Morte Arthure: The Alliterative Romance of the Death of King Arthur. Now First Printed from a Manuscript in Lincoln Cathedral

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James Orchard Halliwell-Phillipps
For private circulation only, 1847 - Arthurian romances - 368 pages
 

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Page 365 - ... charged them never to do outrageousity nor murder, and always to flee treason ; also, by no means to be cruel, but to give mercy unto him that asketh mercy, upon pain of forfeiture of their worship and lordship of King Arthur for evermore ; and always to do ladies, damosels, and gentlewomen succour, upon pain of death.
Page 272 - Whas thare no downkynge of dewe that oghte dere scholde, With the drowghte of the daye alle drye ware the flores ! Than discendis in the dale, downe fra the clowddez, A duches dere-worthily dyghte in dyaperde wedis, In a surcott of sylke full selkouthely hewede, Alle with...
Page 284 - Freke,' sais the philosophre, ' thy fortune es passede ! For thow salle fynd hir thi foo, frayste whene the lykes ! Thow arte at the hegheste, I hette the for-sothe ! Chalange nowe when thow wille, thow cheuys no more ! Thow has schedde myche blode, and schalkes distroyede, Sakeles, in cirquytrie, in sere kynges landis...
Page 331 - I leuede ! ffor nowe my wirchipe es wente, and my were endide. Here es the hope of my hele, my happynge of armes, My herte and my hardynes hale one hym lengede, My concell, my comforthe, that kepide myne herte.
Page 360 - Entres be ile of Aveloyne and Arthure, he lyghttes, Merkes to a manere there, for myghte he no forthire. A surgyne of Salerne enserches his wondes; The kyng sees be asaye...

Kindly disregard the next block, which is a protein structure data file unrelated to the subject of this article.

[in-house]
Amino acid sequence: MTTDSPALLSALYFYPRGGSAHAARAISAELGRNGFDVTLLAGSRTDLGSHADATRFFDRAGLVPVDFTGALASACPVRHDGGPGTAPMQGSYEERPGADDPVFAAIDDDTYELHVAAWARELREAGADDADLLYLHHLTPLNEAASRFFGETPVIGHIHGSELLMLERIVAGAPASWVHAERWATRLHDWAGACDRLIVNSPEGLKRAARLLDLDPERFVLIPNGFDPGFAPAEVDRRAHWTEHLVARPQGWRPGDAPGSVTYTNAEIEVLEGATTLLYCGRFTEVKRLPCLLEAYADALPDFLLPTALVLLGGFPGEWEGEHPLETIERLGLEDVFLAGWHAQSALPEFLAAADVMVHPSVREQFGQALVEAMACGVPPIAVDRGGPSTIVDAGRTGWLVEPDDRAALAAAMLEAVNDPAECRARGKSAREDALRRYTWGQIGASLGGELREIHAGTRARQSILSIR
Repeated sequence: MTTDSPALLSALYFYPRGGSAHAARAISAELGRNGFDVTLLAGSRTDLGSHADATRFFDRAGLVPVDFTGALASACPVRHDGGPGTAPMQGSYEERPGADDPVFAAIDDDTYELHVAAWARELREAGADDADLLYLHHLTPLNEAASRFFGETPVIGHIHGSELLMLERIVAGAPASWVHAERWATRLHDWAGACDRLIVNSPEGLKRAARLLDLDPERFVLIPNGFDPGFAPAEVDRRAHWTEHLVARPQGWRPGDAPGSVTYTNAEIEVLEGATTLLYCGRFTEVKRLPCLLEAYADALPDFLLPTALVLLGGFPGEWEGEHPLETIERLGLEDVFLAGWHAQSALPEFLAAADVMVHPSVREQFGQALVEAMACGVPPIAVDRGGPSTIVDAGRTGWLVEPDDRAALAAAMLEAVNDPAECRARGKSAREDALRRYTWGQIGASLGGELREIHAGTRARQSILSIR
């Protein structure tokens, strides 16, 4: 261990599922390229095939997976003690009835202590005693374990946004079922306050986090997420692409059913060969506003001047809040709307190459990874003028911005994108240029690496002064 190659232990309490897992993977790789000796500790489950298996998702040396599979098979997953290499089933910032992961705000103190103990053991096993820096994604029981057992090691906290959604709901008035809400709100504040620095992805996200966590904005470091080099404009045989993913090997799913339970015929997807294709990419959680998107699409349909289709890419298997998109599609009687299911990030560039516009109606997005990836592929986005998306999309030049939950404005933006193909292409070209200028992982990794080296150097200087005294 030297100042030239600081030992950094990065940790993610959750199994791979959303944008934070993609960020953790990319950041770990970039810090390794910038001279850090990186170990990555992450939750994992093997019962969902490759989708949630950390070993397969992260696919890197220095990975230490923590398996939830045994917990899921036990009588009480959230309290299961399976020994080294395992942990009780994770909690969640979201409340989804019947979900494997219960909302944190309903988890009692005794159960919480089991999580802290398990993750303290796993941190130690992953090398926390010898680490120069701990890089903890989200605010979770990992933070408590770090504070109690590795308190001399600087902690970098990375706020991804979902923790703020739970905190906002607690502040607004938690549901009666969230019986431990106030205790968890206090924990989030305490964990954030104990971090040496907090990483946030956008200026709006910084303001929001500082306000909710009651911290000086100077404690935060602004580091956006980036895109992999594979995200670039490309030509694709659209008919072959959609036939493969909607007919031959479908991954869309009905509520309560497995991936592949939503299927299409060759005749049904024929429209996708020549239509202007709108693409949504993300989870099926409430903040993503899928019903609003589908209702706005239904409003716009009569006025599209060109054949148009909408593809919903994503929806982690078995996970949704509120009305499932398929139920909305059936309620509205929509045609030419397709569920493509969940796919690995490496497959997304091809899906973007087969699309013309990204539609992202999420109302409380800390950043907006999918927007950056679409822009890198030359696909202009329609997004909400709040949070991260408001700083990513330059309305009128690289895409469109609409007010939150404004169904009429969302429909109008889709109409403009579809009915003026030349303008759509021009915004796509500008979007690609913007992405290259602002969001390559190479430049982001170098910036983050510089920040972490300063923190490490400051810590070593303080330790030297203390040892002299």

Page 365 - Arthur for evermore ; and alway to doe ladies, damosels, and gentlewomen succour upon paine of death. Also that no man take no battailes in a wrong quarell for no law, nor for worldly goods. Unto this were all the knights sworne of the round table, both old and young.
Page 185 - He merkes thurghe the maylez the myddes in sondyre, That the myddys of pe mane on pe mo/r/e fallez, PC toper halfe of pe haunche on the horse leuyde.
Page 366 - Christabelle soe woe-begone Was the fayrest of them all. Then manye a knighte was mickle of might Before his ladye gaye ; But a stranger wight, whom no man knewe, He wan the prize eche daye. His acton it was all of blacke, His hewberke, and his sheelde, Ne noe man wist whence he did come, Ne noe man knewe where he did gone...
Page iv - Rose with dazzling sheen on the hermit's sight ; And faery maids bore the brave knight away To live in joyaunce and youth for aye. " Yes, dear are the fables of olden time ! So sweetly witching, so rudely sublime Are the strange, wild marvels of olden time. For the sage would his mighty tome unfold, While heroes, and sages, and monarchs of old, And forms of unearthly beauty would pass, Beaming in light o'er his charmed glass ; And his was the power that unlock'd the store Of knowledge and might,...
Page 358 - That for a traytoure has tynte all my trewe lordys. Here rystys the riche blude of the rownde table, Rebukkede with a rebawde, and rewthe es the more! I may helples one hethe house be myn one Alls a wafull wedowe, bat wanttes hir beryn.

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